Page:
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Tutorial 12. Duplicating the Interfacing.

Tutorial 12. Duplicating the Interfacing.

Let me make a small digression from the main subject. I have already told you how I set up my cutting table. Now I would also like to share my easy-and-quick method of turning the cutting table into a pressing table.

I have sewn the following construction for my table. I took four layers of thick cloth the size of the table surface and joined them by quilting them with large stitches.

I put a fabric case on top of this "mat" (similar to a stretch mattress cover). It is really easy to put the case on the mat: the elastic band wraps around the table and spreads the fabric evenly in a matter of seconds.

I cover it up with a piece of light-coloured calico when I need to take pictures of the process. You don't need to do it: I only do it to make things look clearer on your screen.

Thanks to all those tricks, I have a large pressing table which is easily transformed into a cutting table and vice versa. And I have access to the table from all four sides of it.

I use a regular sleeve-pressing board for pressing seams, cups, or any narrow areas of the garment. I simply place the required area of the garment on the board and press it while the rest of it is hanging down at the sides.

You can keep your press-iron on the table or on a separate stand. Mine stands on a separate mobile drawer unit. I can always roll it closer to the table or further from it.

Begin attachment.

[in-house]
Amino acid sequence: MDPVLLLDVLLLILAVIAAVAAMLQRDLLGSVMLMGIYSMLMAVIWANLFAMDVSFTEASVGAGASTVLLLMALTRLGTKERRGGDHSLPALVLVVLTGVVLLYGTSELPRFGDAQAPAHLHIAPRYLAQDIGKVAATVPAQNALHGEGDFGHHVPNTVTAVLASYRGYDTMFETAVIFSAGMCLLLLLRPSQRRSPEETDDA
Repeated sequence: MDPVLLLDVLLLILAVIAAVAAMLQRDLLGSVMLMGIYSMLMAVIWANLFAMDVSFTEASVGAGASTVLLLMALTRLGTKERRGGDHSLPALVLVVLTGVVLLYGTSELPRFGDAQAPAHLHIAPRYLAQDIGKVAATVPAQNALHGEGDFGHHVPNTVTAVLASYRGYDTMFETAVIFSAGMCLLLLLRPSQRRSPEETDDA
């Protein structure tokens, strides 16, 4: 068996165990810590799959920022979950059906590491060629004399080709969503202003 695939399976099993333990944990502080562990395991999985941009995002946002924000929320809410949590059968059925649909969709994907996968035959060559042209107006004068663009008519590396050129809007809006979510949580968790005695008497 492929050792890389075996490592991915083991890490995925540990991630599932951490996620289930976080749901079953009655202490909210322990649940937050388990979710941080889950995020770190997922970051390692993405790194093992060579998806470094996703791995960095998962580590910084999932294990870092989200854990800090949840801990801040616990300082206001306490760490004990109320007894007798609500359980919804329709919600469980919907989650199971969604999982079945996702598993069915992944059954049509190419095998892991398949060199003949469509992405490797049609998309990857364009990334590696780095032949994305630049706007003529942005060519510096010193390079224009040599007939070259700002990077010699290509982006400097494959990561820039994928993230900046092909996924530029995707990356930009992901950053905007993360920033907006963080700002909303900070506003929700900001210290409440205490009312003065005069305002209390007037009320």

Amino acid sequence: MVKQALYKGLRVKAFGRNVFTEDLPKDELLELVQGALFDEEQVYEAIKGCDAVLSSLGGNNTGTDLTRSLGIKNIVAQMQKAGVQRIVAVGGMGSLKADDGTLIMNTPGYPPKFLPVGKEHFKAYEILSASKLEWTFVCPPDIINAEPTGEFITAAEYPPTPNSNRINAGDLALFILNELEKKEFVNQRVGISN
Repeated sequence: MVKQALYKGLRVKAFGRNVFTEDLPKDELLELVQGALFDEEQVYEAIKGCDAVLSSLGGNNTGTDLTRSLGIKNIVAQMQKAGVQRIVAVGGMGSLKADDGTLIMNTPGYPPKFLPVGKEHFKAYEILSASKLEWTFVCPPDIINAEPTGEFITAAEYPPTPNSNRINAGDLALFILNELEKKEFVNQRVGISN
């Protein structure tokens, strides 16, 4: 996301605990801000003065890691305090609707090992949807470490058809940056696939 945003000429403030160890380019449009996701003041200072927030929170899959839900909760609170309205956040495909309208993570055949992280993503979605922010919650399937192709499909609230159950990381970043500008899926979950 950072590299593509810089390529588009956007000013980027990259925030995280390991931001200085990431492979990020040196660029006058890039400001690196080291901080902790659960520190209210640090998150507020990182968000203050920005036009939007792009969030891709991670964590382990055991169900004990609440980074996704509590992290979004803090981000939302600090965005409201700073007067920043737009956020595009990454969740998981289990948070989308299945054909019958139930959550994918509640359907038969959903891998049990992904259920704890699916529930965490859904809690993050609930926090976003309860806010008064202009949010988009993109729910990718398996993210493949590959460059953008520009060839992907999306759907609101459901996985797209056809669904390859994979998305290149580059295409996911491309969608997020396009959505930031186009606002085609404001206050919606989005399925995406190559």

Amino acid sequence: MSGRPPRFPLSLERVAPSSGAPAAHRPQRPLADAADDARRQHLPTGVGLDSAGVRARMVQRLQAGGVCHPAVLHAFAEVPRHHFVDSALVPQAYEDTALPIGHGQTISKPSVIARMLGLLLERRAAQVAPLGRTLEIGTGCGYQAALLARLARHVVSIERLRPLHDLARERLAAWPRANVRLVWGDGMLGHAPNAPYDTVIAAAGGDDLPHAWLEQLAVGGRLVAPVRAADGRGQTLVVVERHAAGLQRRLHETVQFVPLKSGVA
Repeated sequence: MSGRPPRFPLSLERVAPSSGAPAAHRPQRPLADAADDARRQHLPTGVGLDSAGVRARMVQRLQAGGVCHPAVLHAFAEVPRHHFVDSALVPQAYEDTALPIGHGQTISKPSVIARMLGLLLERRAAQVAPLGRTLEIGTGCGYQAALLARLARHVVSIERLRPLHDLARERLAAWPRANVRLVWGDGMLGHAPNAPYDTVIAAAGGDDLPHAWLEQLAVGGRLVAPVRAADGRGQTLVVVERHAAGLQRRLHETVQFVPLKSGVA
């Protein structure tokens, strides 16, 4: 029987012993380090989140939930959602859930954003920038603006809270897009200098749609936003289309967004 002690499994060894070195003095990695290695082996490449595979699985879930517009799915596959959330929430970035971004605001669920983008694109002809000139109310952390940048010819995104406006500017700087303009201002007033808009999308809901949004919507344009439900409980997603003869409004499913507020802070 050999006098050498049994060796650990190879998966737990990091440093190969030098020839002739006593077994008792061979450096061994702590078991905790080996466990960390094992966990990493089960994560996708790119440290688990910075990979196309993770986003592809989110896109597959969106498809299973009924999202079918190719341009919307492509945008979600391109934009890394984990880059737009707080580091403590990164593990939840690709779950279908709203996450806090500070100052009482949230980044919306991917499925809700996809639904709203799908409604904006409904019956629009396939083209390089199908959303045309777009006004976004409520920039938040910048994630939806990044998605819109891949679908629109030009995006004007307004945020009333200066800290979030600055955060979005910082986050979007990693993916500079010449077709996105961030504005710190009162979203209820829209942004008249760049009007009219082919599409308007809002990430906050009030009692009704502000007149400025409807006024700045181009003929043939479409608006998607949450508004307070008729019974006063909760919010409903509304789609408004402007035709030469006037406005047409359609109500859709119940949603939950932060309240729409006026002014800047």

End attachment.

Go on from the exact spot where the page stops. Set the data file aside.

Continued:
Let's get back to work though. I put the front pieces of the dress on the table.

I remove the pins to separate the interfacing. It needs to be duplicated with iron-on batiste.

I put the pieces together in a "sandwich": first I put a batiste piece fusible side up, then I put two interfacing pieces on top of it, and then I top it all up with another piece of batiste placed fusible side down.

I carefully press the pieces from both sides. It's how you duplicate separately cut pieces to make them identical.

I duplicate the interfacing of the central front piece.

Central pieces are always somewhat asymmetric because of the fold line which causes mild distortion. It's why you need to adjust their shape right after duplicating them.

I have finished duplicating the interfacing.

Now, before we start joining the front pieces, I recommend we press the central fold line flat. It's always there and not always easy to flatten out but you should try your best.

If the side front pieces also require some pressing, it's best to do it now.

The pieces are ready for joining.

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